Here are a few of my favorite tracks from the second volume of Lost and Found, Real R'n'B and Soul, a series that highlights lesser known dance tracks from black artists in the 50s and 60s, curated this time around with Paul Weller.
The Creations, “A Dream”
Fred Bridges is a name you will find on many a northern soul record. Either as a writer, producer or arranger. He worked with such hallowed Detroit labels as La Beat, Correctone, and Mutt. The team of Bridges, Knight, and Eaton recorded this for Zodiac records as the Creations. They changed their name to “The Brothers of Soul” after the Detroit Riots in order to get more street cred, and recorded a string of great tunes for their own “Boo” label (track two of the comp). I stuck “Dream” on the comp because I know Paul loves the mid-tempo stuff, and this will probably be his favorite on my side.
Daddy Cleanhead, “Something’s Going On In My Room”
Chuck Higgins recorded many a jump tune in the fifties on labels like Combo, DooTone, and Aladdin. “Something…” was recorded in 1955 as the last of his four outings on “Specialty”. This is my favorite out of the many of his tunes we play at “Lost and Found”. If you like this try “Wet Back Hop”, “Eye Ballin”, “Big Fat Mama” or indeed any of his fifties outings. They're all good.
Emmit Long, “Call Me”
I know very little about this artist. The song came out on the tiny “Dunoyia” label and is rare as rocking horse shit. It is the kind of record that makes middle aged rare soul collectors weep and fork out huge sums of money. I suppose because Paul is in that group he fell in love with it, and a few years back he phoned me to plead with me to find him a copy. Being the mean tight-fisted highlander that I am I agreed to give him a copy as his wages if he DJ'd at the opening night of “Lost and Found”.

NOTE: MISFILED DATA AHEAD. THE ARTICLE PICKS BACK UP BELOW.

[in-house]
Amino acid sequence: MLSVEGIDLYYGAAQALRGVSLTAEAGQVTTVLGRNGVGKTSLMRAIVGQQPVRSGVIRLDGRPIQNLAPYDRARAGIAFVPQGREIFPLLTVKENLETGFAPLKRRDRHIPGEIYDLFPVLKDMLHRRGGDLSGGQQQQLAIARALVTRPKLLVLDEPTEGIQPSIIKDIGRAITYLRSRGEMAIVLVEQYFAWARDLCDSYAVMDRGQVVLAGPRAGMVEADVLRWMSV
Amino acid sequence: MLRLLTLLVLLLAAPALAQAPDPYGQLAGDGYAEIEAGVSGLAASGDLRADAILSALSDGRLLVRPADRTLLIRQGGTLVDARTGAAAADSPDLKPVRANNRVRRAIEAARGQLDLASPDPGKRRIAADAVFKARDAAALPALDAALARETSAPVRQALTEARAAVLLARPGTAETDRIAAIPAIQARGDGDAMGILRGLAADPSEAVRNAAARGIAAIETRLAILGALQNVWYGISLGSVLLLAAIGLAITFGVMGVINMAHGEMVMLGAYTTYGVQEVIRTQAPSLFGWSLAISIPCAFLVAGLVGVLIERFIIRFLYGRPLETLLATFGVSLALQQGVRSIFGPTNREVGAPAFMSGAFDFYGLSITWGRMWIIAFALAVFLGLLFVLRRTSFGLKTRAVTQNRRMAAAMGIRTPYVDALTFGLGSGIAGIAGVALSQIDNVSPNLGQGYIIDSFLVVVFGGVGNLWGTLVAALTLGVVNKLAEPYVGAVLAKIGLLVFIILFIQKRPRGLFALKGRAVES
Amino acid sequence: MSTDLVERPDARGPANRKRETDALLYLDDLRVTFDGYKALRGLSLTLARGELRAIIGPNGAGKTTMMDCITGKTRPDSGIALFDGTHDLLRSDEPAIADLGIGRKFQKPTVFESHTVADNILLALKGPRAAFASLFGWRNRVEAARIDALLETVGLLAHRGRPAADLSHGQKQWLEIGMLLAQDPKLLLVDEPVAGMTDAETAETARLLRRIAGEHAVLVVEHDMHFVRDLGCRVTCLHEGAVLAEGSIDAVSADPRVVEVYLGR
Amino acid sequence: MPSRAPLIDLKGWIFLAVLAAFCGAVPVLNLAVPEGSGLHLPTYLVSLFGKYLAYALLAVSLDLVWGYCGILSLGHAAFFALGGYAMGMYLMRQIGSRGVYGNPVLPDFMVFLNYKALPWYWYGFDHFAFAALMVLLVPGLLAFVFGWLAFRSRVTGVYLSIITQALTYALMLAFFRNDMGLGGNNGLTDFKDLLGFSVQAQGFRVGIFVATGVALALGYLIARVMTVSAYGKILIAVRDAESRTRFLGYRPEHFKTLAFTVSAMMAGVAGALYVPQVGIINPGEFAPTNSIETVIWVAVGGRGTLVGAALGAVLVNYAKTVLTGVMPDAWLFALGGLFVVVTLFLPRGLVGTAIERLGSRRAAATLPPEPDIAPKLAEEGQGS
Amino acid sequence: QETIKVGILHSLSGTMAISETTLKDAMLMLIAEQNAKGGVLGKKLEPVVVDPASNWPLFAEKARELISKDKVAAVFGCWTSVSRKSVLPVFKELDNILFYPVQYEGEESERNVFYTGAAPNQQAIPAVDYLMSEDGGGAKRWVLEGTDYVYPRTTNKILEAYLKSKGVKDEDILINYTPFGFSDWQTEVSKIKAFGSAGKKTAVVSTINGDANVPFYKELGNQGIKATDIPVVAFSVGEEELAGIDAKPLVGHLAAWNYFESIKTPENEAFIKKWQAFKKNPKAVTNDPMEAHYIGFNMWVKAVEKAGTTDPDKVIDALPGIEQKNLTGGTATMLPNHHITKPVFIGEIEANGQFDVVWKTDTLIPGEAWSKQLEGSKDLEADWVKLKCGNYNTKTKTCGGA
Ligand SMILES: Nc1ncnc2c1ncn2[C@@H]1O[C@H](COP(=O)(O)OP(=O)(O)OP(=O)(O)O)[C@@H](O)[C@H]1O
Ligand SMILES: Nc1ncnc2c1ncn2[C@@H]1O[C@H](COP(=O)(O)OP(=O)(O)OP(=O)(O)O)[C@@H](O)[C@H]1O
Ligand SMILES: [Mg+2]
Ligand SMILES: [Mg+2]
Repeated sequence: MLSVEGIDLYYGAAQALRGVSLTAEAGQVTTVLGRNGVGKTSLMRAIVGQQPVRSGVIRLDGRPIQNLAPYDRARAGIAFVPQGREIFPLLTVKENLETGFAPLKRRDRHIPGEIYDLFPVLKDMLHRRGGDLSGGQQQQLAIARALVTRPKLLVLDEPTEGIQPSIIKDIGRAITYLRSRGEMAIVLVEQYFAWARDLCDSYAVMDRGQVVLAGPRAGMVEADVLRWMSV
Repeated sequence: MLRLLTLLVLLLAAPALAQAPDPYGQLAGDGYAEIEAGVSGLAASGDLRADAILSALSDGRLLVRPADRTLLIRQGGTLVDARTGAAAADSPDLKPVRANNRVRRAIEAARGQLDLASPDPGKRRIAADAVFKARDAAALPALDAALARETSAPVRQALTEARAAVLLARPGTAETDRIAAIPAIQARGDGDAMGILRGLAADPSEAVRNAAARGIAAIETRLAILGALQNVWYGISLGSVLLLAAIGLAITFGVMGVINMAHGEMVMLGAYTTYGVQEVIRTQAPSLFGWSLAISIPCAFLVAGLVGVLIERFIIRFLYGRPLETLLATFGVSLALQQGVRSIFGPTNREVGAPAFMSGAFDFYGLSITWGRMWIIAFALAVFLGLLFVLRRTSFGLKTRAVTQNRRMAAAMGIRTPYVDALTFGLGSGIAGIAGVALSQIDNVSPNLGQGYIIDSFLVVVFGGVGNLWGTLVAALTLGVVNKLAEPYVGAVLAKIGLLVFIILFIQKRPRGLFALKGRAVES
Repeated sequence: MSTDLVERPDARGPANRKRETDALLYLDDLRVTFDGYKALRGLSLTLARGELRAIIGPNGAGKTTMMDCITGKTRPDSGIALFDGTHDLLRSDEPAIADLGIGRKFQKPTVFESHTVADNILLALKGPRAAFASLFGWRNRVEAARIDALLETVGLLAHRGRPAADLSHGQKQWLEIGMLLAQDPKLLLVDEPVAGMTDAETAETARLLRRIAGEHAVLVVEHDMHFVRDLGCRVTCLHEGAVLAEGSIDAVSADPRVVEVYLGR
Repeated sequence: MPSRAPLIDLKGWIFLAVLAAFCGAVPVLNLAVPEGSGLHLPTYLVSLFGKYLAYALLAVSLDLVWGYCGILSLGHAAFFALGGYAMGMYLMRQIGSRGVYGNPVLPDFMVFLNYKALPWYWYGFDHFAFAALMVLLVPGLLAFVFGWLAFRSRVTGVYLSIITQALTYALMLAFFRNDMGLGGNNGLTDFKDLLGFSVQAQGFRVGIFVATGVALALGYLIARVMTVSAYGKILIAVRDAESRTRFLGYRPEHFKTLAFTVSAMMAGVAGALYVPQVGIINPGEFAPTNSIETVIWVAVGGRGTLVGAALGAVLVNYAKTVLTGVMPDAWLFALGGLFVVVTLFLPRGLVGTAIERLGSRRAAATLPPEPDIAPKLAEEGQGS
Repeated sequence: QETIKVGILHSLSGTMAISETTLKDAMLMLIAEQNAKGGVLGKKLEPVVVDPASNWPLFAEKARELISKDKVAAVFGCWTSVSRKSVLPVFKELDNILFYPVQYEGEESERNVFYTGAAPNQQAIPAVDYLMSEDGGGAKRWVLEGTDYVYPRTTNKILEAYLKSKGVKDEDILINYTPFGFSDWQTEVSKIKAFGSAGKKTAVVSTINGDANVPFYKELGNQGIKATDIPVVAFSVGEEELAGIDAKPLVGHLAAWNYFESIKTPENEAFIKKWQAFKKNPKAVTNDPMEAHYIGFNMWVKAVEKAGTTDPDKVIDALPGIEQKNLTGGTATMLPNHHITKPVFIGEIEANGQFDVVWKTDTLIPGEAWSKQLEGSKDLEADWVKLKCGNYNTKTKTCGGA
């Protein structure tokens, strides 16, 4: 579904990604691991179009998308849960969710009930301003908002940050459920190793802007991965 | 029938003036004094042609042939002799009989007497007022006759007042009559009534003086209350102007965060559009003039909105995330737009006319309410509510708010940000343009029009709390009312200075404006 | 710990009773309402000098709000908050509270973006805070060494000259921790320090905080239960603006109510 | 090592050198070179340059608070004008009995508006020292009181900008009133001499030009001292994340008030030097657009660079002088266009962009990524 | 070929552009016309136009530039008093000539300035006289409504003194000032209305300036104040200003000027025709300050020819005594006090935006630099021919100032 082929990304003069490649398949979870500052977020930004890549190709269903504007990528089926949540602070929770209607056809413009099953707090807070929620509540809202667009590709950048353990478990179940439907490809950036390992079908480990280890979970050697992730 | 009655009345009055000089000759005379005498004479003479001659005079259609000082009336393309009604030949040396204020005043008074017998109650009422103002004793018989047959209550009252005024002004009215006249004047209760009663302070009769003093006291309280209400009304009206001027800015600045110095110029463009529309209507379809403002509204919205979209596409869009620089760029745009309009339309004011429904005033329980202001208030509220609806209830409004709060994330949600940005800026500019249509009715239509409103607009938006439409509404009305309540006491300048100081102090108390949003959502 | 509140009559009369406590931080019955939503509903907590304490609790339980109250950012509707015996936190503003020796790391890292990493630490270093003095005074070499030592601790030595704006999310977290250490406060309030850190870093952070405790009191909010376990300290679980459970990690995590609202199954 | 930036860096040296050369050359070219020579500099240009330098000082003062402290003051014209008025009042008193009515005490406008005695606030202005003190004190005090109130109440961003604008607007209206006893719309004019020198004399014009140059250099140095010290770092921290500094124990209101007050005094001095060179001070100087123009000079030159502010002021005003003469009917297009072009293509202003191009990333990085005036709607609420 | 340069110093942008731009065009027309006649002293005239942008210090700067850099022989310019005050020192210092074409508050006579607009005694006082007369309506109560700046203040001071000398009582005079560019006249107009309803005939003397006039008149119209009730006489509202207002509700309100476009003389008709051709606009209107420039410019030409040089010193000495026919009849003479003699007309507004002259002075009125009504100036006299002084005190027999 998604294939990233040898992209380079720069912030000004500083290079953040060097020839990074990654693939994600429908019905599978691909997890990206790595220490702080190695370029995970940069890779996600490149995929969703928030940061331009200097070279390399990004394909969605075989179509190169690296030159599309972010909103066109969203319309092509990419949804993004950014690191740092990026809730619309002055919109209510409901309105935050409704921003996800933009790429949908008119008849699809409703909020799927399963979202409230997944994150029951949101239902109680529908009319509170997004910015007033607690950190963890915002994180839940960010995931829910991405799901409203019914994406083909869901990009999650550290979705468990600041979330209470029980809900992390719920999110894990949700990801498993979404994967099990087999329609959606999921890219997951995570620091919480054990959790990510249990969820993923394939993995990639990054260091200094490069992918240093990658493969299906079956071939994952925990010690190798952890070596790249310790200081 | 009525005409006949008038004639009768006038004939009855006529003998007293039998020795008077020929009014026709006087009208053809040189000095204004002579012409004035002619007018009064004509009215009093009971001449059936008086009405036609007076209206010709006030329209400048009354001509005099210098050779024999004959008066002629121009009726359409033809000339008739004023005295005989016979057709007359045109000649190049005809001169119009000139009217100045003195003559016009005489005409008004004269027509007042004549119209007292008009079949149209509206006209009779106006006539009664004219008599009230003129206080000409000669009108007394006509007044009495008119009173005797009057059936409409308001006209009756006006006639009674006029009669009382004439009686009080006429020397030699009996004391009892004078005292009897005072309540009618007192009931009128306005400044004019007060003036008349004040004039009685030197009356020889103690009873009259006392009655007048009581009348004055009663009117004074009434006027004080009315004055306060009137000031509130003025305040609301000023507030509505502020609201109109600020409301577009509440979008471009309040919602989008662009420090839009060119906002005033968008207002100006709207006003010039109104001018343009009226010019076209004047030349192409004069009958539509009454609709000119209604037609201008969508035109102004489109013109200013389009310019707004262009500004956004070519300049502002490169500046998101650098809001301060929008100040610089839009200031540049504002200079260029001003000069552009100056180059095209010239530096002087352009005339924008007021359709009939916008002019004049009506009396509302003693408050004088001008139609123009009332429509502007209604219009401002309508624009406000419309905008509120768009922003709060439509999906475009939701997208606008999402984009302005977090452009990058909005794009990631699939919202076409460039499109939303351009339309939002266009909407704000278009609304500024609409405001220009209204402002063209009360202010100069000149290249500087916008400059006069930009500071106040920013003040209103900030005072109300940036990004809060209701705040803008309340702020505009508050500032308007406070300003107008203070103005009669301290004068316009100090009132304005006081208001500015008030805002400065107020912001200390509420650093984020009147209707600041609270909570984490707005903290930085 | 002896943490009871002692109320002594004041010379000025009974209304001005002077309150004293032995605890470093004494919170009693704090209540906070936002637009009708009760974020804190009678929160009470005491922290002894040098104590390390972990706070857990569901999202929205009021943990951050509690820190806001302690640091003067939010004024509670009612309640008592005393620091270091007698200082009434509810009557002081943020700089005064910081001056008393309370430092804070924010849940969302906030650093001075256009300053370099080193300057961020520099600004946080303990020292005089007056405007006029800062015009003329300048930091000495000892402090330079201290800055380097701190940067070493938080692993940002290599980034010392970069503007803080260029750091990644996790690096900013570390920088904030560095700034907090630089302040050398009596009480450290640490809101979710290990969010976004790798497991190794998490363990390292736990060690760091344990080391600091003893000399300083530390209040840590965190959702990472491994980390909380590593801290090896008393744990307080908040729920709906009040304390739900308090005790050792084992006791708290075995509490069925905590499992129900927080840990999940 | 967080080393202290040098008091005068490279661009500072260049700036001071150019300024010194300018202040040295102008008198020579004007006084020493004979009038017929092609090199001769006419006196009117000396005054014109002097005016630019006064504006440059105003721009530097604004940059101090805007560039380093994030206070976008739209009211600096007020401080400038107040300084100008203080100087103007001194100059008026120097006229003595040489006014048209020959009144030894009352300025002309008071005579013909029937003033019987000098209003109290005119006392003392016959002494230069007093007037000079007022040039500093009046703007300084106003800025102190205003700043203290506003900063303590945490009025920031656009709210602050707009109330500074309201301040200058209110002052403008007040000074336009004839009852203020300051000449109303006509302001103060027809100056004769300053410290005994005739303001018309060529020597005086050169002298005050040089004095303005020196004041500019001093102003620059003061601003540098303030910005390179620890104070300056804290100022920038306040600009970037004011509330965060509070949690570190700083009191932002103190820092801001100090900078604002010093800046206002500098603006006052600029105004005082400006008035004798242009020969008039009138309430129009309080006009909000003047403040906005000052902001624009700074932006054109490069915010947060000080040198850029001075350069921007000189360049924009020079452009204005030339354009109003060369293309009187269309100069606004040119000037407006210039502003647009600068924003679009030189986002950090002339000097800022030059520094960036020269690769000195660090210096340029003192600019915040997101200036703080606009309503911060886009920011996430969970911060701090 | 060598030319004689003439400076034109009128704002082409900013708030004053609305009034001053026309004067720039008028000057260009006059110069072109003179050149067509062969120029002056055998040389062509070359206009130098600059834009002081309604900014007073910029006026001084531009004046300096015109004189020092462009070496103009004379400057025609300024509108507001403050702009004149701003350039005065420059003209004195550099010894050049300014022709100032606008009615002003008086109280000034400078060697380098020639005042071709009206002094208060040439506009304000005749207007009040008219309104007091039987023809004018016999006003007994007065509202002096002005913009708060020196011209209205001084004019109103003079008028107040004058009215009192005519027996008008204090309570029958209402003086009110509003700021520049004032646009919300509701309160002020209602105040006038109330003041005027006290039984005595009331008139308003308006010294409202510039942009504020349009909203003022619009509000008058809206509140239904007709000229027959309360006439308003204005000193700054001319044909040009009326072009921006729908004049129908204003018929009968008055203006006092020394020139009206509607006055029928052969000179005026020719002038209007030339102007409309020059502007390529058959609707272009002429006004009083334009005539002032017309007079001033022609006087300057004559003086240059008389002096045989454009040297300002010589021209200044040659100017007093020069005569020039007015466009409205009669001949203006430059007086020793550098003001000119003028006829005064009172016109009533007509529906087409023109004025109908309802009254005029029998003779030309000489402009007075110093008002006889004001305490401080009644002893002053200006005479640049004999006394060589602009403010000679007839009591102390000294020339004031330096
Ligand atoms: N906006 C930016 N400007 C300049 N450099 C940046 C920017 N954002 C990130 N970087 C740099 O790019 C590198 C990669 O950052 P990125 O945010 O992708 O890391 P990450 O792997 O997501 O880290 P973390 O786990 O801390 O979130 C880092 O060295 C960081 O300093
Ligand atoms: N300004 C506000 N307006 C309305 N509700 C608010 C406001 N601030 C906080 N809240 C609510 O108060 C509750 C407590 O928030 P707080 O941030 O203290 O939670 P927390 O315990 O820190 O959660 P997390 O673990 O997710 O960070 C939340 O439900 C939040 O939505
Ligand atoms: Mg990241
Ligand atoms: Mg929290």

Major Lance, “Rhythm”
Okeh was probably the first label that became one of “THE” northern soul labels and Major Lance was the hero from that label. One of the first US artists to be brought across the Atlantic to perform solely for the Northern scene. The label itself started as far back as 1918 and
did not take its name from the expression that things were alright, but rather from the founder Otto K E Heinemann's initials. Epic took over the label in the sixties and employed one Curtis Mayfield as it's main song writer. Major Lance had a string of great tunes on Okeh, “Monkey Time”, “Investigate”, “You Don't Want Me No More”, “Um Um Um Um Um Um”, etc. “Rhythm” was one of the few that gained UK release, and Paul was raving about it when he pulled out his UK issue to play
on our first night.
Big T Tyler, “King Kong”
I lied on the first “Lost and Found” comp when I said this man only had one record ever released. I have recently found out he made two. “Looking For A Baby” came out on Aladdin in 1956, a year before this dance floor monster. I stuck the flip “Sadie Green” on the first comp, and a great tune it is. However this must be my favorite rockin' tune of all time. It just blew me away when Jessie Birdsall first picked it out of his sales box and played it to me full blast in his sound proof record room. If you don't start moving when you play this loud then I am afraid you are dead, or a total wanker who only enjoys music that matches the image you want to create about yourself.